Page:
Biofuel is coming to Saudi Arabia. After much success in neighbor Egypt in low income areas, Saudi Arabia hopes that a new joint venture between Jeddah-based Middle East Environment Protection (MEEP) and the India-based Biomax Fuels will help spur the renewable energy source for the Gulf Kingdom.
The announcement last week comes on the heels of a number of ambitious solar and wind energy prospects for the country, and with global oil expected to see drops in the coming decades as resources are depleted, Saudi wants to position itself as a leader in renewable energy. With Biomax entering the market, it could do so, and quickly.
The joint project Biomax will see a $40 million plant erected, reported thehindubusinessline.com and should begin erecting the facility next year, with a completion date expected by the end of 2013. The biofuel produced will recycle cooking oil, which will make it “one of the few plants in the world to use this non-food waste feedstock.”
The Hyderabad company already has a biofuel plant in operation at Visakhapatnam that reportedly produces some 25,000 tons of bio-diesel per month, which is then exported to Europe. The hope for the company is that by entering the Saudi market, it can bring the new technology to the forefront of a region that is leading the investment in alternative energy development across the globe.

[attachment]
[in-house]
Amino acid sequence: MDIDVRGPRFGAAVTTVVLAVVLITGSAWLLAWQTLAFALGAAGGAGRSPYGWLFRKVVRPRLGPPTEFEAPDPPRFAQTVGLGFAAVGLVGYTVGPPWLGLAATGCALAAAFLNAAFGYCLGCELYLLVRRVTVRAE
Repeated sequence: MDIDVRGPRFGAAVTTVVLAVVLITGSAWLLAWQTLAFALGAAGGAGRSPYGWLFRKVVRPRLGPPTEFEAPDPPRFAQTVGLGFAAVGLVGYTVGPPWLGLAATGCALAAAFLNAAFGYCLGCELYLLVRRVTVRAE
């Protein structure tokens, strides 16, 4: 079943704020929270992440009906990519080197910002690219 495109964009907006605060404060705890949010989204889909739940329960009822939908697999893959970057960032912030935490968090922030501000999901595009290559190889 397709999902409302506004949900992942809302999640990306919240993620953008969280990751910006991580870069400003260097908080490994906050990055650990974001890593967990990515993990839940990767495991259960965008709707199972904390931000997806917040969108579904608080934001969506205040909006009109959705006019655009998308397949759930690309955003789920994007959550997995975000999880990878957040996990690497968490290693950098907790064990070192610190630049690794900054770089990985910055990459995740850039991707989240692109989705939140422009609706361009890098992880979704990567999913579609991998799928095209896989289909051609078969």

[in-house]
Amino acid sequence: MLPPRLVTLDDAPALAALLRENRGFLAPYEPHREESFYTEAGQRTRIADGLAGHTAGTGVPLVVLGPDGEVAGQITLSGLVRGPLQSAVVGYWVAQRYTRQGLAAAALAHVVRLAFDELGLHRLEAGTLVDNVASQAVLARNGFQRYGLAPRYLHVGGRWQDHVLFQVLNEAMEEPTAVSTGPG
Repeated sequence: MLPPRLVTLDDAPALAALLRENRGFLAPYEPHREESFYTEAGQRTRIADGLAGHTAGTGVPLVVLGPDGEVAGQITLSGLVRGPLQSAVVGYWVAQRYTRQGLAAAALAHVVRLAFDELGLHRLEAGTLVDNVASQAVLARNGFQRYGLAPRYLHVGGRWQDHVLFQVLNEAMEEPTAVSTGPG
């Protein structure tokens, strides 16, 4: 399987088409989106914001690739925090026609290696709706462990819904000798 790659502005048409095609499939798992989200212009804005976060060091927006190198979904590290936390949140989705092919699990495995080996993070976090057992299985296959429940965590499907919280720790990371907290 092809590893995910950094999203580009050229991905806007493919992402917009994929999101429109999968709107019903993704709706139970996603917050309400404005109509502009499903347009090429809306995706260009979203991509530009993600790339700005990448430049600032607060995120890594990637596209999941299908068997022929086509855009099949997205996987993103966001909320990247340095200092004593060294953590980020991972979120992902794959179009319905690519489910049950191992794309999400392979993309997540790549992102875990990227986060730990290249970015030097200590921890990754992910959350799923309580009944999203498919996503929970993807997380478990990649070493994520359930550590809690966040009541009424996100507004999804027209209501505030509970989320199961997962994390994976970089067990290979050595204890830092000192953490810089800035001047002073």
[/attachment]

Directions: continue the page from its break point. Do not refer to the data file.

Chairman of Biomax M. Ravinder believes that the Saudi market is a gateway into the Gulf and a country rising in its belief that renewable energy can overtake oil and traditional energy sources in the coming decades.
He said that the local Jeddah-based MEEP will provide the fuel to make the biogas, while Biomax will set up and operate the new facility.
“At present, we use feedstock supplied by the Saudi Arabian firm for our Vizag unit. We took this partnership forward to form the joint venture,” he said.
Saudi Arabia has already set a number of goals for the end of 2013, including new solar power and wind energy projects that are currently in development. It could be a big year for the Saudis in the renewables sector.